“There is speculation also of some impacts to lung function,” Kleiber said. “There may be damage to tissue similar to humans. Any damage to tissues could leave animals prone to other viruses.”

Different species have different lung functions and capacities, so the amount of particulate matter that gets into the respiratory system will impact each animal differently. Just like people, sick, young and very old animals are more likely to succumb to smoke, Kleiber said.

“The reality is we don’t know a tremendous amount about the effects of smoke on wildlife except it’s similar to people,” Kleiber said. “It is a big concern, though. A tremendous amount of staff time and resources are spent on wildfire activities because they have such a profound effect on our wildlife throughout the state.”

While humans cannot prevent wildfire smoke or redirect it, Kleiber believes it is still important to know what smoke is doing to the environment.

“We should worry about it. It is worth better understanding how wildfires and the components of wildfires like smoke effect our wildlife, water quality, and soil. Natural resources are already under a tremendous amount of strain for numerous reasons,” Kleiber said.

Note: This article first appeared in the Winter 2020 issue of Tahoe In Depth.

Flat trail in Sugar Pine Point an easy excursion through the forest

Flat trail in Sugar Pine Point an easy excursion through the forest

Several bridges cross General Creek, with trails on both sides. (Image: Kathryn Reed)

Scenic, flat, meandering and nearly empty.

The unpopulated part is what Sugar Pine Point Campground is like in the fall once the overnight temperatures have dropped, students are back in school, and the tourists have gone. The beauty is always there.

While I would not recommend this for people in search of autumn colors, there are some to see. The few groves of aspens were an added bonus.

The number of brown ferns was indicative how much water is usually in the area.

Sue and I headed out to find Lily Pond, but instead made a loop of sorts through the park, which had us crossing General Creek a couple times. Water in late October was not flowing fast or deep. It would have been easy enough to cross it without the bridge, at least that time of year.

According to the Sierra State Parks Foundation, “In 1860, the first permanent settler of record on Lake Tahoe’s West Shore built a cabin at the mouth of General Creek. This was the trapper and fisherman William “General” Phipps, and his cabin can still be seen today just north of the Ed Z’berg Sugar Pine Point State Park pier.”

Splashes of color decorate the trail in Sugar Pine Point State Park. (Image: Kathryn Reed)

What makes this excursion desirable is the myriad paths one can take, the history from the 1960 Winter Olympics, and the fact nearly anyone could do this trek. Several signs talk about how the cross country events for the Squaw Valley Winter Games were staged in this West Shore location. These trails are still great in the winter for skiing and snowshoeing.

It’s so flat the elevation gain is negligible; with it being a near constant 6,400 feet. Much of the trail is like an old dirt road, so wide enough for two to walk side-by-side.

In all, we walked 5.78 miles that day. We logged 0.62 miles each way on a paved path from the day use parking area to the start of the dirt trail. When you pay to park ask the ranger for a map. This will help you decide which path to take.



Castle Rock a gem of a short hike on South Shore

Castle Rock a gem of a short hike on South Shore

Castle Rock is a relatively easy hike on the South Shore. (Image: Kathryn Reed)

One of the great things about hiking in the Lake Tahoe area is that even short excursions can have big views and make you feel like you were out in the wilderness without clocking double-digit mileage.

Such is the case with the climb to Castle Rock on the South Shore. With the starting point near the top of Kingsbury Grade, much of the elevation is gained by driving. The rocks resemble a crown from a distance, a great distance for my imagination. Up close it’s an impressive mass of granite.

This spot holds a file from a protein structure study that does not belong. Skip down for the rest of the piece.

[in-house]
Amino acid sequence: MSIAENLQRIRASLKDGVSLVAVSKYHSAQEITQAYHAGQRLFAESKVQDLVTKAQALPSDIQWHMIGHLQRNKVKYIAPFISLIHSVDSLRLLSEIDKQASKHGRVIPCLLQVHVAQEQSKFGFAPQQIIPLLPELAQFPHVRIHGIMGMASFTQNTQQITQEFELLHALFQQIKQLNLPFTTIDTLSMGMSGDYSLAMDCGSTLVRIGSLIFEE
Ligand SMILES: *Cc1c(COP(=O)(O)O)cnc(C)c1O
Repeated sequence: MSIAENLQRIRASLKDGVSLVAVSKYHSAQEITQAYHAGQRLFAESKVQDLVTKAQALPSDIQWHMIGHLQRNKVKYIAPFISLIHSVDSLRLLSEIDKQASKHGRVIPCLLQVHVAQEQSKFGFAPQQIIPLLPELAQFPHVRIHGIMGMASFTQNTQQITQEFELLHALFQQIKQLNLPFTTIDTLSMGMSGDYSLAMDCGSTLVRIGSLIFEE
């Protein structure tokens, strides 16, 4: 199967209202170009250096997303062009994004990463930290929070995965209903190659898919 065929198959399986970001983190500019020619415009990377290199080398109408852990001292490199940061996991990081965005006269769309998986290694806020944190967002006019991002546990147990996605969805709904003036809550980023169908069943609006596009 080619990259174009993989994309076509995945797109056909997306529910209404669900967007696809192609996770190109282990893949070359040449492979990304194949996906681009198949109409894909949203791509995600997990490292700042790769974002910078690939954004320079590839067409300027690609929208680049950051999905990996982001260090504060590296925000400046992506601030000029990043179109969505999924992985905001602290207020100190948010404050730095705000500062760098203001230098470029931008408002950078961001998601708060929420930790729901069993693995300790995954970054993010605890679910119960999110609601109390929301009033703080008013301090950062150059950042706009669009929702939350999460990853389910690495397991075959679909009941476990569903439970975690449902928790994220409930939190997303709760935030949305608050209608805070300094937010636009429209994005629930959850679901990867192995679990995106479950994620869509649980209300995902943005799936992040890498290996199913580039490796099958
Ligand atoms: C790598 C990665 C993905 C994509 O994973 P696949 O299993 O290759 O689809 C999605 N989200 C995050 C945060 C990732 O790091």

Rosemary and I did a loop in mid-October that was three miles, but would have been shorter by about a half mile if we had done an out-and-back. Signage has improved through the years, which makes getting to the rock formation easier.

Views of Lake Tahoe along the trail to Castle Rock in Stateline. (Image: Kathryn Reed)

When we were there it was not possible to climb to the top of Castle Rock because falcons were nesting. Signs warned people not to go to the top. “If you see a raptor diving or hear loud bird calls, you may be too close to the nest,” the warning read. The sign was to be removed when the nesting period was over; no specific date was given.

The falcon warning was at the point people decide if they are going toward the vista trail or climbing routes. It’s possible to get views of the lake without climbing to the top of the rock formation. The lake and some of the runs at Heavenly Mountain Resort come are visible before this sign.

With the parking lot being the Kingsbury North Trailhead of the Tahoe Rim Trail, there are several other hiking options in this area.

While dogs are allowed, I would not bring a four-legged one to Castle Rock because even without climbing to the top you might want to scramble around a bit on the lower area. This isn’t going to a good idea for every pooch.



Trail network in Van Sickle Park continues to grow

Trail network in Van Sickle Park continues to grow

Views of Lake Tahoe along the new K to K Trail in Van Sickle Bi-State Park. (Image: Kathryn Reed)

Although Van Sickle Bi-State Park opened in 2011, trails are still being built. This is a good thing for hikers and mountain bikers, especially when it helps relieve congestion.

In the 2020 trail building season, the section of the K to K Trail going to Kingsbury Grade was finished. When done, the other side will go to Keller Drive near Heavenly Mountain Resort’s California Lodge. A completion date has not been set. It will require going through private property and U.S. Forest Service land.

With easy access to this outdoor playground from the Stateline, Nevada, casinos, it has become a popular place to recreate for tourists and locals. Views of Lake Tahoe are easily had without much effort, making it an ideal place to go for those who don’t want to work up a sweat.